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Leonard Williams: What has he shown the Giants in two games?

Let’s go to the film and find out

New York Giants v New York Jets
Leonard Williams
Photo by Al Bello/Getty Images

On Oct. 29th, 2019, the New York Giants officially acquired 25-year-old defensive lineman Leonard Williams from the New York Jets. Assertions about the steep price for the former USC Trojan are permissible, due to the fact that Big Blue traded a 2020 third-rounder, and either a 2021 fourth- or fifth-rounder depending on Williams 2020 landing spot, for a pending unrestricted free agent; couple the steep price with the Giants current woes, which will lead to a high draft slot, and you’ll get queries for the general manager.

Giants fans, regardless if you believe the perceived precipitous nature of the trade was ill advised, your team still received a talented young defensive linemen who was not being maximized with the Jets in 2019. Prior to 2019, Williams had 17 sacks and 32 tackles for a loss in his 4 seasons with the Jets; in the current year as a member of Gang Green, Williams had 17 pressures, 10 hurries, 7 hits, and 0 sacks in 8 games according to Pro Football Focus. In his two games with the Giants, Williams has recorded 11 pressures, 6 hurries, 5 hits, and 0 sacks.

One of my favorite parts about Williams’ game is his versatility along the defensive line, which assists the other young assets the Giants have in that unit. Williams can effectively play all over the defensive line in passing situations and it’s proven to be productive from a pressure standpoint. Let’s look at some of what Williams has done in his two games with the Giants.

Pass rusher

This is Williams’ first game with the Giants, against the Cowboys on Monday Night Football. You can see how he shifts from a 5T on the outside shoulder of Pro Bowl left tackle Tyron Smith, to a 4iT on the inside shoulder. Williams starts inside at the snap, keeping his eyes on the mesh point of the potential run, albeit a play action pass. With his eyes in the backfield, Williams controls the breastplate of Smith and gains inside hand placement. Williams then realizes it’s a pass, so he maintains a low center of gravity and forces Smith to uncoil his hips by utilizing lower leg drive. Once Smith is upright, Williams sticks his inside foot into the ground, drops his weight, and uses both hands to violently pull Smith’s unbalanced body inside and to the deck, while simultaneously flipping his own hips outside to get around the tackle and force an incompletion. This is a very good rep against a very good tackle, and Williams flashes these kinds of plays on film, which is very encouraging.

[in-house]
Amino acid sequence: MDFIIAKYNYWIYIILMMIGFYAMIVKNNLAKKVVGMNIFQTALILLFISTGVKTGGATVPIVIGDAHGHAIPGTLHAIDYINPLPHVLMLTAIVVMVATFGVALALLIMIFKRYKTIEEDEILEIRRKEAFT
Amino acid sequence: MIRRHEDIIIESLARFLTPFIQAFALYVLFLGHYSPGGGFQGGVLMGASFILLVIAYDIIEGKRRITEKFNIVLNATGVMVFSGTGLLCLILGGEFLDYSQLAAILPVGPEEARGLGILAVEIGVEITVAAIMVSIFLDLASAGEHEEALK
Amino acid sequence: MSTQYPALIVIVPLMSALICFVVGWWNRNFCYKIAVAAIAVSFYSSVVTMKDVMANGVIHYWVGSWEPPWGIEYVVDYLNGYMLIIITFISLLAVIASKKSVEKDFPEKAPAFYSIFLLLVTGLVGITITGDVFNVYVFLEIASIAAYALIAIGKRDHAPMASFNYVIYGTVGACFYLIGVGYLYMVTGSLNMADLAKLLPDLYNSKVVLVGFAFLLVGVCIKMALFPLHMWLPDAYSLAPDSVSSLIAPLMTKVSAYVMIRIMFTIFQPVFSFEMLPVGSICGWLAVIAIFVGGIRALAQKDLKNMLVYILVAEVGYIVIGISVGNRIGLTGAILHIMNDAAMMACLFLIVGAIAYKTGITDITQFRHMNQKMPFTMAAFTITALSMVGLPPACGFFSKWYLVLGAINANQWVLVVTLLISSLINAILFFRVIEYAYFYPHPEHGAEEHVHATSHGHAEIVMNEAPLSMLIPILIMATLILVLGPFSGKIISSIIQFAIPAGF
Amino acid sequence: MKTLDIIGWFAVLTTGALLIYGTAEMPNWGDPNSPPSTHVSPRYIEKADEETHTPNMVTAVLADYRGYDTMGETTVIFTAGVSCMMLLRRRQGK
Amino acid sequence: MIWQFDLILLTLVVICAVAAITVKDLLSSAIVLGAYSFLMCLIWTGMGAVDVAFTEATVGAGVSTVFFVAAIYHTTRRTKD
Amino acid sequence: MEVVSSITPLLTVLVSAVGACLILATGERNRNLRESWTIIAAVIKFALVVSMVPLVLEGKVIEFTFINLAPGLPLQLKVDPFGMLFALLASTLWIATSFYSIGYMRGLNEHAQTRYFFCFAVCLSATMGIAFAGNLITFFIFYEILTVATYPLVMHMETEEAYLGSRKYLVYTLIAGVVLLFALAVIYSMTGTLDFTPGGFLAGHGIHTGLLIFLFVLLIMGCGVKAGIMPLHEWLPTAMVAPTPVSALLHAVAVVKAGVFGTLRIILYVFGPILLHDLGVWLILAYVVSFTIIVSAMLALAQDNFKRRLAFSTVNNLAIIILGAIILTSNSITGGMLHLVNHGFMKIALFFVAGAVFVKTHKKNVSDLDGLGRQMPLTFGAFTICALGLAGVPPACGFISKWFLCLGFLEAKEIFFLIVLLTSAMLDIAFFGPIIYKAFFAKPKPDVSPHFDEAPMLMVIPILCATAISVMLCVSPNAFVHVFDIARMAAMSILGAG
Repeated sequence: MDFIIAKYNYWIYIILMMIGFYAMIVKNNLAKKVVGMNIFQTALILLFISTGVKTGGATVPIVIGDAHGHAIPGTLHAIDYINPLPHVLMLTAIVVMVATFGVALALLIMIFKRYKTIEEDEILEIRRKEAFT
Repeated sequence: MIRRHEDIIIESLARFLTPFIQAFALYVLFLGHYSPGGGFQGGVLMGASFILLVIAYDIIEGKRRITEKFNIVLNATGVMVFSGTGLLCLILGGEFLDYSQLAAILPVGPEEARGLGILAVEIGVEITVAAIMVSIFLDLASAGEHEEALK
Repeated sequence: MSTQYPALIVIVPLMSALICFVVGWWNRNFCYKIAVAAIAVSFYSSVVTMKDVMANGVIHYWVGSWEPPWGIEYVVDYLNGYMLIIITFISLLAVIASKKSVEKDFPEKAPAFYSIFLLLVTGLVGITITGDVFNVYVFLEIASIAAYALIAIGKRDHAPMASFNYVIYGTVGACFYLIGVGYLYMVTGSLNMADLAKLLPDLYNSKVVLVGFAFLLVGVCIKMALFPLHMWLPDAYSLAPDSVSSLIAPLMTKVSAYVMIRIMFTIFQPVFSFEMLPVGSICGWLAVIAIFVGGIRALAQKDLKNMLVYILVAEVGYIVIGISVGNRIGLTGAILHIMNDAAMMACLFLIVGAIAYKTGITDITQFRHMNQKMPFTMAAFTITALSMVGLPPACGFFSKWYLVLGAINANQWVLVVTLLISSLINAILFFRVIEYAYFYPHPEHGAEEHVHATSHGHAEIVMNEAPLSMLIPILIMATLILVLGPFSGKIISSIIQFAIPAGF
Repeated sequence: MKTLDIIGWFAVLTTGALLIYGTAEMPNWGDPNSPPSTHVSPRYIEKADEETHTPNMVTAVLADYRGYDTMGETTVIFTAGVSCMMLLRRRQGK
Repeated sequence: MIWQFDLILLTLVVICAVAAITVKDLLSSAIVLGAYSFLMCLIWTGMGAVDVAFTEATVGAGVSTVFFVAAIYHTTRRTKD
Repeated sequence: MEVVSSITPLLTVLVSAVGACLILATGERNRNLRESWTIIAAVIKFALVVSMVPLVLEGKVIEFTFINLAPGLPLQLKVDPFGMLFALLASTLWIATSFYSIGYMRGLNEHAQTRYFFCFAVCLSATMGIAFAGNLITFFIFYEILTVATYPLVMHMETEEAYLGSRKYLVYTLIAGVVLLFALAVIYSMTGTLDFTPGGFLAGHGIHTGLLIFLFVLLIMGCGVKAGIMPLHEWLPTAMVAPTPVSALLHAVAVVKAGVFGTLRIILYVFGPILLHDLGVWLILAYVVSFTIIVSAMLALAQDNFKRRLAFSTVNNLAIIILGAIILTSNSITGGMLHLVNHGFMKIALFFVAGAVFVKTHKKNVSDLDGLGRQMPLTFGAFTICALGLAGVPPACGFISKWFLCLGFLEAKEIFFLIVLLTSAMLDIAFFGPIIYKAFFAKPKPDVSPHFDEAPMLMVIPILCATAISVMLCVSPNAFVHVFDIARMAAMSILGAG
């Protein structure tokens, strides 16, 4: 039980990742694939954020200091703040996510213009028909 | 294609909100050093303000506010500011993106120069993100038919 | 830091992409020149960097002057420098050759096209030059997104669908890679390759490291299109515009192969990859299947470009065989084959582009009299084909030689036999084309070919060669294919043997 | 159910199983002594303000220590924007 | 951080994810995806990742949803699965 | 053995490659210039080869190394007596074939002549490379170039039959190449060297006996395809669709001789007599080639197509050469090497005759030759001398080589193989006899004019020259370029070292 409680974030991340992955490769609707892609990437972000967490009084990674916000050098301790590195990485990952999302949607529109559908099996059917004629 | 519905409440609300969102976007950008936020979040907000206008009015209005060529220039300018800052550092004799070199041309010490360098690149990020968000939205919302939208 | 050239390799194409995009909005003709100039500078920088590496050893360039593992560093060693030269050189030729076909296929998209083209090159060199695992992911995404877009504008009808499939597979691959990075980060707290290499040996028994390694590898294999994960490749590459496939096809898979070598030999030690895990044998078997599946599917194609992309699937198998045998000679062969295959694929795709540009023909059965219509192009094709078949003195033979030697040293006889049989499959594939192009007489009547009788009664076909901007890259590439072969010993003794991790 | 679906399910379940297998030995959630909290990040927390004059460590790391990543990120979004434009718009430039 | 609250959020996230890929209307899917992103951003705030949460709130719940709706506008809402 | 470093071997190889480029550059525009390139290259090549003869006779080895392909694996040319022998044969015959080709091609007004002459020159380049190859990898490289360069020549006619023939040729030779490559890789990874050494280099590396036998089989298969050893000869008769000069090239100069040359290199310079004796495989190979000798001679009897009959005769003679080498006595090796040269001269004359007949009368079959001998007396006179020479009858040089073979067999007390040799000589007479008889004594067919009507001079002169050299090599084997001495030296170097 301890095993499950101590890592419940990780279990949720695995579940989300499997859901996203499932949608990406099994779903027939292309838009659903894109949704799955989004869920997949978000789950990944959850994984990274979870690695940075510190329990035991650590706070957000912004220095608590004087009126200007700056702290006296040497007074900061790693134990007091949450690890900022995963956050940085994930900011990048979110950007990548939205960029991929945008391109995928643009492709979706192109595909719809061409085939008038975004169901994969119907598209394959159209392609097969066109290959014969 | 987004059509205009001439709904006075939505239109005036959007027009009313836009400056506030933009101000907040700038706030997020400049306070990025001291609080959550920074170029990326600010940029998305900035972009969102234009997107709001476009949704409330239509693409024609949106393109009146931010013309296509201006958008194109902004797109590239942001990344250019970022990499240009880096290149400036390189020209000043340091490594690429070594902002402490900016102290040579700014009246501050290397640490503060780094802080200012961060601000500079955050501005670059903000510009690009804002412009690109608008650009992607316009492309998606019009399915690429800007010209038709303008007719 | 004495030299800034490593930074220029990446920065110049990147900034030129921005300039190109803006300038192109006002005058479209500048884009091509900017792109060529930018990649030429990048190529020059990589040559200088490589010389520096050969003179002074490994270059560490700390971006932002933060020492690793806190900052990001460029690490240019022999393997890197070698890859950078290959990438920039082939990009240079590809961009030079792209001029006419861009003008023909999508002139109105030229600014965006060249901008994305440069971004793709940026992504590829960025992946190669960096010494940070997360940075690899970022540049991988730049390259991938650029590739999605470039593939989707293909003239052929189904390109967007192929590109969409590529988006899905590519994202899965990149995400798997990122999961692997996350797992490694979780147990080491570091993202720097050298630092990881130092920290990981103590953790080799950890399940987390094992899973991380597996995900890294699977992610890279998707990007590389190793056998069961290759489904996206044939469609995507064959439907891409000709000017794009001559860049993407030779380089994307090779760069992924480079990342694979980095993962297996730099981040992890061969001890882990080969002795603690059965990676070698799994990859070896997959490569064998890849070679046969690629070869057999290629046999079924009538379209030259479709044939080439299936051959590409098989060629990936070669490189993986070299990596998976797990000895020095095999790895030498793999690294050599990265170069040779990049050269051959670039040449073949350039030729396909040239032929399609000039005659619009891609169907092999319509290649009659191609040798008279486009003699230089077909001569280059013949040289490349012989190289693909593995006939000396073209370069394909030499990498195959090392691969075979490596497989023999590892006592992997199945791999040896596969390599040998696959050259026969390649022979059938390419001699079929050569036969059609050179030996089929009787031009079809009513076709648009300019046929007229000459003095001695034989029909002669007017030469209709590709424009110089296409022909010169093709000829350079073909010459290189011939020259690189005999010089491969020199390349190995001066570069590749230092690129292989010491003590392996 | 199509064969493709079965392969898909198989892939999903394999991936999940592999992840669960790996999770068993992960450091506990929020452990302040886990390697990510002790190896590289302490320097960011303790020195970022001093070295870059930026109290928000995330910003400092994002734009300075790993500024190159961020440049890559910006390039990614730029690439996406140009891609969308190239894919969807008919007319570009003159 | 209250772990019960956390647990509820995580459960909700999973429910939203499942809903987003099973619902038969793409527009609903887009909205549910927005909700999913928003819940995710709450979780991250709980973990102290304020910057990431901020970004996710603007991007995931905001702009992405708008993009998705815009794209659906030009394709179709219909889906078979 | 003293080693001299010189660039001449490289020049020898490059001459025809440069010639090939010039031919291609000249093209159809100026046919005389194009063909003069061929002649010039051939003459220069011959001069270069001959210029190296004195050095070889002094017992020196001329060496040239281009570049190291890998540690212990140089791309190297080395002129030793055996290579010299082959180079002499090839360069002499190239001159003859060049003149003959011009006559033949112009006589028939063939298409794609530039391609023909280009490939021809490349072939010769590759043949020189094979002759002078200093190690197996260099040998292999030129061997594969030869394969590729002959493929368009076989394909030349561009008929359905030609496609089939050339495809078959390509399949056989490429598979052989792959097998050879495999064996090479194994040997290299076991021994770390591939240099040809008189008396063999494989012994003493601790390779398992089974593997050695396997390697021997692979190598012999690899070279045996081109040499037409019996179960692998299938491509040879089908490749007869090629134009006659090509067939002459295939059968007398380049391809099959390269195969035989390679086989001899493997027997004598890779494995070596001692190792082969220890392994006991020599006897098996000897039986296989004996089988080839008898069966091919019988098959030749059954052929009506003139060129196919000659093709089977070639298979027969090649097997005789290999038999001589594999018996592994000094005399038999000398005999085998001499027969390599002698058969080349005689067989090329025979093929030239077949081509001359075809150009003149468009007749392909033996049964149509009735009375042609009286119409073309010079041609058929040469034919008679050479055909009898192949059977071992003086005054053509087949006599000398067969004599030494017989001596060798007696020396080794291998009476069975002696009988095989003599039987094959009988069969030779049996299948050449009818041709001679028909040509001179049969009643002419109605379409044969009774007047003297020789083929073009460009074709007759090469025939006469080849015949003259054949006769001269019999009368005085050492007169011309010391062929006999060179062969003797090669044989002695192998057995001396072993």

Above, Williams lined up outside of the tight end to the strength of the formation. Chuma Edoga attempts to jump-set Williams, but utilizes marginal hand location and attacks too high, which forces his pad level to rise and allows Williams to easily get underneath his arms. Williams utilizes a simple double swat of Edoga’s arms which holds the young tackle in place and gives Williams the edge. Williams locates Darnold in the pocket, but the second-year quarterback was able to find his safety valve check down, so Williams’ first sack with the Giants will have to wait.

Here is another good rep that forced an incompletion against the Cowboys. It’s a third-and-long and Williams is lined up as the field 4iT on the inside shoulder of Tyron Smith. Leonard Williams goes up against Connor Williams and quickly establishes the half man relationship by clearing the guard’s hands and attacking the outside shoulder of the Cowboy. Leonard Williams is not the EMOLOS (End Man On the Line Of Scrimmage) on this play, but up the pass rushing arc, he dips his inside shoulder and rips up so hard, which forced Connor Williams’ up and off-balanced. This is a very common pass rushing move, but what I love most is the flexibility displayed in the lower half of Leonard Williams. Once he gets to the top of the arc, he swivels his hips towards the quarterback and turns the corner through contact at 300 plus pounds. This is not easy to do and I’m sure Dave Gettlemen loves the fact that a 300 plus pound defensive linemen can bend like he did on this play. Winning one-on one is an excellent trait for any football player, but defensive coordinator James Bettcher has also devised plays to maximize Williams’ ability to get after the passer. Like this one:

Above is a cross-rushing stunt where Markus Golden and Dexter Lawrence slant hard inside from the strong side of the formation, while Williams attacks the weak side A-Gap from the 3T position, also while Dalvin Tomlinson looped around to the weak side B-Gap. Golden and Lawrence acted as a pick for Williams on this play and Williams essentially acted as a pick for Tomlinson. While all of that was going on at the line of scrimmage, Jabrill Peppers blitzed off the field side edge. Williams ends up fighting through contact and finding a crease to run through, which forced the incompletion.